mardi 4 octobre 2011

Herman Melville, PIERRE; OR THE AMBIGUITIES, dans PIERRE, ISRAEL POTTER, THE CONFIDENCE-MAN, TALES & BILLY BUDD, New York, Library of America, 1984, 1478 pages.

For even at that early time in his authorial life, Pierre, however vain of his fame, was not at all proud of his paper. Not only did he make alumettes of his sonnets when published, but was very careless about his discarded manuscripts; they were to be found all around the house; gave a great deal of trouble to the housemaids in sweeping; went for kindlings to the fires; and were forever flitting out of the windows, and under the door-sills, into the faces of people passing the manorial mansion. In this reckless, indifferent way of his, Pierre himself was a sort of publisher. It is true his more familiar admirers often earnestly remonstrated with him, against this irreverence to the primitive vestments of his immortal productions; saying, that whatever had once felt the nib of his mighty pen, was thenceforth sacred as the lips which had but once saluted the great toe of the Pope.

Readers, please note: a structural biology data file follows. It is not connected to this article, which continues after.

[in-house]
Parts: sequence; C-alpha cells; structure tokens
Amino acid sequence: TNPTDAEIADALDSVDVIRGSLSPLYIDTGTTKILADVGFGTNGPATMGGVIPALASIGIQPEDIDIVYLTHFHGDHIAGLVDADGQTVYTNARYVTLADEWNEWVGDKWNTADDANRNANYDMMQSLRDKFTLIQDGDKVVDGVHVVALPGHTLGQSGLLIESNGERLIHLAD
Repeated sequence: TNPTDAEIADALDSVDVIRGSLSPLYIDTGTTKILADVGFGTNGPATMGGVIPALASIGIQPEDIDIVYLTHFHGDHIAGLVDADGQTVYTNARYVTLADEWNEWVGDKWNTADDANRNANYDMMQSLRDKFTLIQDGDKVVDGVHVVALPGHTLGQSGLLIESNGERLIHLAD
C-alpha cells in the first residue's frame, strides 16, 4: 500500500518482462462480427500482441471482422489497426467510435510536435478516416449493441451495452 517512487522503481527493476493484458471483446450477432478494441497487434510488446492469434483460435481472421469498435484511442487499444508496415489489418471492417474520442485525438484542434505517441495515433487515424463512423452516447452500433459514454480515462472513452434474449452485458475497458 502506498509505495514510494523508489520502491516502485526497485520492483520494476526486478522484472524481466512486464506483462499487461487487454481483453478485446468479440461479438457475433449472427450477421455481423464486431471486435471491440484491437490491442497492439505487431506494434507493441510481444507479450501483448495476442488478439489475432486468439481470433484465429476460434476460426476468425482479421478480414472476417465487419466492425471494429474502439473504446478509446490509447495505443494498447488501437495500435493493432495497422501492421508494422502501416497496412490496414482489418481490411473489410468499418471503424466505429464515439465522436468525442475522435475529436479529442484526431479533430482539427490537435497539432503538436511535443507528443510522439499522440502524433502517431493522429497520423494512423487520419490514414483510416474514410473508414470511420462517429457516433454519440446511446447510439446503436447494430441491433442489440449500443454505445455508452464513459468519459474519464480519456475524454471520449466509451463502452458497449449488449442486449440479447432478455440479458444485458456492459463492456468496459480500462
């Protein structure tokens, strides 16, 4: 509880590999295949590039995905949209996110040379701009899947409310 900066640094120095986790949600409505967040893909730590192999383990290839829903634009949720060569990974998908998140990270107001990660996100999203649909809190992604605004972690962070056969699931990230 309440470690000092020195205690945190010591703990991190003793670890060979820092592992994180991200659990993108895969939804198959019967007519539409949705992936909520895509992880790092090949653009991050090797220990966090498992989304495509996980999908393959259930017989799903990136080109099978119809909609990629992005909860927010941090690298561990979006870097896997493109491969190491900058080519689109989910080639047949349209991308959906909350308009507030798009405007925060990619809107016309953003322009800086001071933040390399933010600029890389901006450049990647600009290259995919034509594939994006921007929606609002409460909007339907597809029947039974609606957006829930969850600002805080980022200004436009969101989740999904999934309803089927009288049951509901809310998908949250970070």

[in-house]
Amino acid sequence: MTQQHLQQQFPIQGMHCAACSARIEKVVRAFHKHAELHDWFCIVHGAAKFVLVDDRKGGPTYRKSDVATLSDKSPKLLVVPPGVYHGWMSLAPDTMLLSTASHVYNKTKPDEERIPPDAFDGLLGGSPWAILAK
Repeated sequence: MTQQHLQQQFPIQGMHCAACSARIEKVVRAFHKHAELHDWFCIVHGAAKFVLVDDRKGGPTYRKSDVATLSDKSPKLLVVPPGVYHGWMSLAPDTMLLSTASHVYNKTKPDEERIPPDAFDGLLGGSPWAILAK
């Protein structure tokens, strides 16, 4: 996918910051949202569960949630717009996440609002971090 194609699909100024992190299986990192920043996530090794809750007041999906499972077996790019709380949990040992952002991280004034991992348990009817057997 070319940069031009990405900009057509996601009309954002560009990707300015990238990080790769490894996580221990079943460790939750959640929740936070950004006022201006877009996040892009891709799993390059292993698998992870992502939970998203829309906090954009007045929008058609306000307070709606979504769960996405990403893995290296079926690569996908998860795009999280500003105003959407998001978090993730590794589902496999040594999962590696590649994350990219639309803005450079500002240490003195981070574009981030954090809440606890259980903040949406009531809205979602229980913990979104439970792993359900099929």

(p. 307)

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